Tech on the Edge is an Ann Arbor a2tech360 event that highlights biotech companies working on new technologies for applications from sustainable energy to medical technologies. This year during a2tech360’s tech week, the event highlighted companies from the edge of Ann Arbor’s tech scene including Ecovia Renewables, which is working on eco-friendly super-absorbent materials. Like many other companies involved in this year’s Tech on the Edge, Ecovia is hiring. Stabilux Biosciences also is looking for formulation chemists, people with biology background and more. Many of these companies are looking for scientists of various kinds, CTOs and CFOs, and management, all in the life sciences and biotech.
Companies come to the Mi-HQ campus where Tech on the Edge takes place to rent coworking and wet lab space. It’s not all startups. Wacker Chemical has a lab here, too, as certain types of lab facilities are still hard to find in the area as growth of biotech startups outstrips real estate development.
Nanosystems works in the polyeurothane foam market. “More and more with what’s going on with the climate, we’re looking for new solutions… based out of sugar cane with the same function as existing products” instead of oil, said founder John Nanos. “We partner with companies looking for eco-friendly solutions. These products are in Walmart and Ulta. I want to be able to make these in Michigan. Right now I make the chemicals here. But we have a lot of natural resources that could be put in these products as additives, such as peat, cannabis. There’s a lot of opportunity to grow. Sustainability has been my focus as a chemist.”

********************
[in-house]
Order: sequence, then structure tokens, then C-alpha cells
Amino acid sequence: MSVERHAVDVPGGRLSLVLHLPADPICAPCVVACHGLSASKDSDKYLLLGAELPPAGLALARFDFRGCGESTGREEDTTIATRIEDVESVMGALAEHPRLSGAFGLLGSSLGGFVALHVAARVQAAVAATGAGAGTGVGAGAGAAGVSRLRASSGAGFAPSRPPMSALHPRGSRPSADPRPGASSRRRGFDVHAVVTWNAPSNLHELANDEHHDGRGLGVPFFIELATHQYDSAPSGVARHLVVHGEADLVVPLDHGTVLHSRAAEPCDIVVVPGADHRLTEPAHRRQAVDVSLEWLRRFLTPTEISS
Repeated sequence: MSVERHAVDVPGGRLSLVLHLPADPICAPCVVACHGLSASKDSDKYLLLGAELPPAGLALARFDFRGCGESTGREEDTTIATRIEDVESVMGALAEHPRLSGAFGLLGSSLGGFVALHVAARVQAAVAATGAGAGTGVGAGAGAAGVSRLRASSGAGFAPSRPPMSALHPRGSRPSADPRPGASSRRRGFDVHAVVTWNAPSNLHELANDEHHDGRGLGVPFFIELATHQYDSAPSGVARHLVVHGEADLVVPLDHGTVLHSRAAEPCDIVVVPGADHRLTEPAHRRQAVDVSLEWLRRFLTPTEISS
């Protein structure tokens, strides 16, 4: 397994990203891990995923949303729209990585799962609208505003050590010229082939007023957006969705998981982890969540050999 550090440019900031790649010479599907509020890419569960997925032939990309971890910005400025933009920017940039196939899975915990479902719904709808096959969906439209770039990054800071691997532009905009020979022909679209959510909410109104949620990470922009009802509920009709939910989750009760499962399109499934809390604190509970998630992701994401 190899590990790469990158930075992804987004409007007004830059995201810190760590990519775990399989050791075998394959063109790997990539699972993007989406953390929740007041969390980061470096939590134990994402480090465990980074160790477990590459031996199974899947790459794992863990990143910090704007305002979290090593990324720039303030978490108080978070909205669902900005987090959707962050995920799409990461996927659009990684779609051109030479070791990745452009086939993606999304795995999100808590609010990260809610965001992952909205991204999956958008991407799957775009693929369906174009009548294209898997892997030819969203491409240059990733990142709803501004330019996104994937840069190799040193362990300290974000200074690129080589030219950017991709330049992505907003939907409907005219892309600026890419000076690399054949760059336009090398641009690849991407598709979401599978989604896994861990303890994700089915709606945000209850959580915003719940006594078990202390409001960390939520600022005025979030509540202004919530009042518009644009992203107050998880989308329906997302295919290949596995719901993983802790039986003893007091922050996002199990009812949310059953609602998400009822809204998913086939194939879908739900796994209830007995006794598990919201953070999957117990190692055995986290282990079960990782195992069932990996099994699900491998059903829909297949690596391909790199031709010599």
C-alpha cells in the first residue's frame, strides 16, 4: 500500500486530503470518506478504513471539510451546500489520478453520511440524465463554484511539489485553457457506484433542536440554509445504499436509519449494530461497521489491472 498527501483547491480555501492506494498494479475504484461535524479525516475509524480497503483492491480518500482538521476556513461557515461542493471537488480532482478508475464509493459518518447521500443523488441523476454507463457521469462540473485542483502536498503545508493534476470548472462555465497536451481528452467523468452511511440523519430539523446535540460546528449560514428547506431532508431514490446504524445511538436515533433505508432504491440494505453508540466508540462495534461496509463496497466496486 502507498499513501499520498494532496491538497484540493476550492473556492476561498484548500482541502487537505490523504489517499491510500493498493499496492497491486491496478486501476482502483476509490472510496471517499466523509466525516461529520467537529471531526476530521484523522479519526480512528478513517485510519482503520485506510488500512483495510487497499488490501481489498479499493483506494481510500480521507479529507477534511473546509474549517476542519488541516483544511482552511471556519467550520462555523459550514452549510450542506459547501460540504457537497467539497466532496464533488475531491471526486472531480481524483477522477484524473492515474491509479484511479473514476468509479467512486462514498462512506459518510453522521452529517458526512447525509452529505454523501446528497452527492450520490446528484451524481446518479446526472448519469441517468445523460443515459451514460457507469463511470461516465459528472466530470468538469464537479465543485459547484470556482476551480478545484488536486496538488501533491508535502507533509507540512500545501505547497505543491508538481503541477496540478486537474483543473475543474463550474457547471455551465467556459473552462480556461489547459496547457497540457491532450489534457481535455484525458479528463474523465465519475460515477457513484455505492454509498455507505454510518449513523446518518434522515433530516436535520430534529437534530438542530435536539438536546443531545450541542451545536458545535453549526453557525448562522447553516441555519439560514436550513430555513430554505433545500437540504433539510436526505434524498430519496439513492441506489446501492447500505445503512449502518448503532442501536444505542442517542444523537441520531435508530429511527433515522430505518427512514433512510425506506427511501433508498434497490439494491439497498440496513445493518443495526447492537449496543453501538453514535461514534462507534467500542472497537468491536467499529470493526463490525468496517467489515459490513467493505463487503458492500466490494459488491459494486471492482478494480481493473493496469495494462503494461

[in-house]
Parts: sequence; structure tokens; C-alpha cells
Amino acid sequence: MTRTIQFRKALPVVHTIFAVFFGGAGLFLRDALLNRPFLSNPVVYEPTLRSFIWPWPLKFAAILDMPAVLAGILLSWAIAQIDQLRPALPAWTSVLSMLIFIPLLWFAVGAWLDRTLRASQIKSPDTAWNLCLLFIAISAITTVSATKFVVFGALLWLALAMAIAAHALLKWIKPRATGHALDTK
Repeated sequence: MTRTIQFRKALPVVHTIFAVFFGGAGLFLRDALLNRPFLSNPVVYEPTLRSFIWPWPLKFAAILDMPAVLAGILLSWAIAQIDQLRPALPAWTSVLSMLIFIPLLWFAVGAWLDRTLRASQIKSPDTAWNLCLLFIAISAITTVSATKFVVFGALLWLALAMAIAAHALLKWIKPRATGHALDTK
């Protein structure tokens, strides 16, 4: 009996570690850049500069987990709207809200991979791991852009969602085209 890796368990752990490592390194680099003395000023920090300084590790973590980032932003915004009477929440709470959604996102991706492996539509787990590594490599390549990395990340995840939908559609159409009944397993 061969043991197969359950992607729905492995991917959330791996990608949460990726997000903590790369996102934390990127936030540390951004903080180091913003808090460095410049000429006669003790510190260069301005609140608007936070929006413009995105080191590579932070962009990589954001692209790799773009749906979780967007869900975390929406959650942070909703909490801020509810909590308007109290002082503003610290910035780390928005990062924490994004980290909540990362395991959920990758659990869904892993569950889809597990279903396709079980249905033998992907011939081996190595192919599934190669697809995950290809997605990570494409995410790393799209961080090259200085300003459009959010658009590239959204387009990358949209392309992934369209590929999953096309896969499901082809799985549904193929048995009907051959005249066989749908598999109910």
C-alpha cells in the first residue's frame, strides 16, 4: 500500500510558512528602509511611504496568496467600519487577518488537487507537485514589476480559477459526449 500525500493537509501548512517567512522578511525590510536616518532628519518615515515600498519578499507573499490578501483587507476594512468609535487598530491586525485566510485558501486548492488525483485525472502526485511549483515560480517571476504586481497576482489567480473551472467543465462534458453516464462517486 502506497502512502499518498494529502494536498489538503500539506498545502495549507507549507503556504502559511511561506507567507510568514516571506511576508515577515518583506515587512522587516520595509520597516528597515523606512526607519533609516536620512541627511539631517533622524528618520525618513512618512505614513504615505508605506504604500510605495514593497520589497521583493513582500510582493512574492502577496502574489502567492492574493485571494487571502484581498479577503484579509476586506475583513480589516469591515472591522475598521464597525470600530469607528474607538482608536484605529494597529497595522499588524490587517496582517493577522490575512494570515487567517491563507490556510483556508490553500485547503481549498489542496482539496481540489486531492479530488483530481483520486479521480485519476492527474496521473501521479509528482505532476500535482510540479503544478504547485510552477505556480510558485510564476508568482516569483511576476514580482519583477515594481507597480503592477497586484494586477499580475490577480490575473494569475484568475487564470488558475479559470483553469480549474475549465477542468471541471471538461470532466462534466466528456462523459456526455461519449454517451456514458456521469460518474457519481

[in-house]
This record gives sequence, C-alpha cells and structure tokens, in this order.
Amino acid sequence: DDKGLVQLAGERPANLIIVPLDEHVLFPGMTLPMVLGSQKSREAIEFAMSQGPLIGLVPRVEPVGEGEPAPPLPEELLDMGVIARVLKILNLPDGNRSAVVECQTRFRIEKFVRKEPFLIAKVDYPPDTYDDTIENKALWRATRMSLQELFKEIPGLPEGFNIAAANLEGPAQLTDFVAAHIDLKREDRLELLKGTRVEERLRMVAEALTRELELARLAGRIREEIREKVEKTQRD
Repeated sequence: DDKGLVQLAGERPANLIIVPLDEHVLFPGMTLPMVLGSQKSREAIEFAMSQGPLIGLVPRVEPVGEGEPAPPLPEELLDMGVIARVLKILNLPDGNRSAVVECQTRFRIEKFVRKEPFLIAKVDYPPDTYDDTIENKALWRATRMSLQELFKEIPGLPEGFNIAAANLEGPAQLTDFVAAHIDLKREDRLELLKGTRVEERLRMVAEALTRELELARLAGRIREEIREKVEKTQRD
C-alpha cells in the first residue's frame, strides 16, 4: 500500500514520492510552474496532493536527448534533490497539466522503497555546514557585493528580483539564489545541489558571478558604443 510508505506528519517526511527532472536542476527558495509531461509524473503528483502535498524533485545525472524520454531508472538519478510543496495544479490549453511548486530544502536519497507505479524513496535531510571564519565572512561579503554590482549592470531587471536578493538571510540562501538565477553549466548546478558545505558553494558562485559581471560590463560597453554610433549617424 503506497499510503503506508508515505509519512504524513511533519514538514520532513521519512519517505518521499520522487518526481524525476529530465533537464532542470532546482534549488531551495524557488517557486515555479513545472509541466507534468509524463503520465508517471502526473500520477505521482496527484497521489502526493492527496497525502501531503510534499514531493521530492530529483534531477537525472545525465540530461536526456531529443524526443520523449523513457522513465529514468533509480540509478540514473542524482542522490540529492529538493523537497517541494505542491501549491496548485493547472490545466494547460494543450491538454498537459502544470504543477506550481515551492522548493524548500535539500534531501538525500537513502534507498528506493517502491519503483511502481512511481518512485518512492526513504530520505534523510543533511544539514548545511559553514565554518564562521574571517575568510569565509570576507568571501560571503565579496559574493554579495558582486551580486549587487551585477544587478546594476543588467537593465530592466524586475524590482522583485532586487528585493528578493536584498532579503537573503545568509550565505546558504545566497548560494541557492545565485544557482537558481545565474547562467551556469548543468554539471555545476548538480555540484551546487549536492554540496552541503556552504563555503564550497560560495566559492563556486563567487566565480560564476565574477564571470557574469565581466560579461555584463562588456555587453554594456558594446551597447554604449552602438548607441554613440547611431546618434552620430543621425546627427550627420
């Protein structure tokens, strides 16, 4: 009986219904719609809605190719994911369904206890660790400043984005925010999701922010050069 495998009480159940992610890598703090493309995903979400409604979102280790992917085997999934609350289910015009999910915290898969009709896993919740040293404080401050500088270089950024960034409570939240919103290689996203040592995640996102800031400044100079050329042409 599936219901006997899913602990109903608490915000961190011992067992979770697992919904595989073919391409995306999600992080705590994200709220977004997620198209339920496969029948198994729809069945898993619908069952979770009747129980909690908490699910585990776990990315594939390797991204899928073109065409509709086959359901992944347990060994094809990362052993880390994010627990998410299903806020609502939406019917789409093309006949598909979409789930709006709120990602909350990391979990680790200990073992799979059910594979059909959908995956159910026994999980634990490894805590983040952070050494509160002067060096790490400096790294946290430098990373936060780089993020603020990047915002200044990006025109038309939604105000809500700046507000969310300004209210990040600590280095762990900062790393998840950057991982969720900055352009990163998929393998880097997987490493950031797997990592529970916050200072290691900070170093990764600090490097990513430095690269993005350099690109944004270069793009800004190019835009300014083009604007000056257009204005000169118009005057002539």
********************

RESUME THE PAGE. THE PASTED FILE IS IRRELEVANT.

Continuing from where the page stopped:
Brandon McNaughton of Akadeum Life Sciences said of their work at Mi-HQ, “When doctors are taking a sample, they might look in your DNA for blood clot risk, but first they have to isolate DNA, proteins or cells they want to look at. That’s what we do at Akadeum. We do the isolation process. We sell research kits, and we work with larger companies to power their work.”
If you missed this year’s Tech on the Edge, you can still view the full set of video presentations on the Mi-HQ website.
Peptinovo Nanoparticle Delivers Cancer Treatments Directly To Tumors
This year, we spoke with two companies from the Mi-HQ campus who are working in cancer research. Peptinovo has created a delivery platform for chemotherapy drugs that reduces side effects by better targeting cancerous cells while leaving healthy tissue alone–the holy grail of chemotherapy research. LynxDx focuses on the other end of the problem: early cancer detection, and has taken an important detour into helping out with COVID-19 testing during this difficult year.